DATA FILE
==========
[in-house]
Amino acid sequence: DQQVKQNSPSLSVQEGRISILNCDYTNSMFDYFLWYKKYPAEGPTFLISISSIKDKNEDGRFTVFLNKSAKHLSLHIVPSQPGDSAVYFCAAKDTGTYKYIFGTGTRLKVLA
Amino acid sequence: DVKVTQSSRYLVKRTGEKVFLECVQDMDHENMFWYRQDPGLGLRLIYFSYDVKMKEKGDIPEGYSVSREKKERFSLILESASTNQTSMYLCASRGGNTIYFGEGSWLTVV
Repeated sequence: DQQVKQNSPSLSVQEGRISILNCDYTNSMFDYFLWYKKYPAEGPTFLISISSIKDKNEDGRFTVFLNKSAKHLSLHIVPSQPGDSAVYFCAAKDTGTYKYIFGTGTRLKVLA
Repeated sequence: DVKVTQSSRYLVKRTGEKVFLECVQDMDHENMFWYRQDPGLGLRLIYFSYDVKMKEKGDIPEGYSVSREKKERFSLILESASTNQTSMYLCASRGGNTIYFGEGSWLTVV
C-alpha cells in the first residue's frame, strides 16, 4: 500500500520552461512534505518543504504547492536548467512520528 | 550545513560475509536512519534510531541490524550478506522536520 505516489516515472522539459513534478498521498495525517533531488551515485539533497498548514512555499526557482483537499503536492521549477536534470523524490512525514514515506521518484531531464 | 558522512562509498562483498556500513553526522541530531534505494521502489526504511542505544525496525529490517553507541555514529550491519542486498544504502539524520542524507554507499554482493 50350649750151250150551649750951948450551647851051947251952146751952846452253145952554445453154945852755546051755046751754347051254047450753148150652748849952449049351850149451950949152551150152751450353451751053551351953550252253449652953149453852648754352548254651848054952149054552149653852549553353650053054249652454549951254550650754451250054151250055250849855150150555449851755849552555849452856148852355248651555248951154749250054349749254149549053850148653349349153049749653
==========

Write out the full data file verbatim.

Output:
[in-house]
Amino acid sequence: DQQVKQNSPSLSVQEGRISILNCDYTNSMFDYFLWYKKYPAEGPTFLISISSIKDKNEDGRFTVFLNKSAKHLSLHIVPSQPGDSAVYFCAAKDTGTYKYIFGTGTRLKVLA
Amino acid sequence: DVKVTQSSRYLVKRTGEKVFLECVQDMDHENMFWYRQDPGLGLRLIYFSYDVKMKEKGDIPEGYSVSREKKERFSLILESASTNQTSMYLCASRGGNTIYFGEGSWLTVV
Repeated sequence: DQQVKQNSPSLSVQEGRISILNCDYTNSMFDYFLWYKKYPAEGPTFLISISSIKDKNEDGRFTVFLNKSAKHLSLHIVPSQPGDSAVYFCAAKDTGTYKYIFGTGTRLKVLA
Repeated sequence: DVKVTQSSRYLVKRTGEKVFLECVQDMDHENMFWYRQDPGLGLRLIYFSYDVKMKEKGDIPEGYSVSREKKERFSLILESASTNQTSMYLCASRGGNTIYFGEGSWLTVV
C-alpha cells in the first residue's frame, strides 16, 4: 500500500520552461512534505518543504504547492536548467512520528 | 550545513560475509536512519534510531541490524550478506522536520 505516489516515472522539459513534478498521498495525517533531488551515485539533497498548514512555499526557482483537499503536492521549477536534470523524490512525514514515506521518484531531464 | 558522512562509498562483498556500513553526522541530531534505494521502489526504511542505544525496525529490517553507541555514529550491519542486498544504502539524520542524507554507499554482493 50350649750151250150551649750951948450551647851051947251952146751952846452253145952554445453154945852755546051755046751754347051254047450753148150652748849952449049351850149451950949152551150152751450353451751053551351953550252253449652953149453852648754352548254651848054952149054552149653852549553353650053054249652454549951254550650754451250054151250055250849855150150555449851755849552555849452856148852355248651555248951154749250054349749254149549053850148653349349153049749653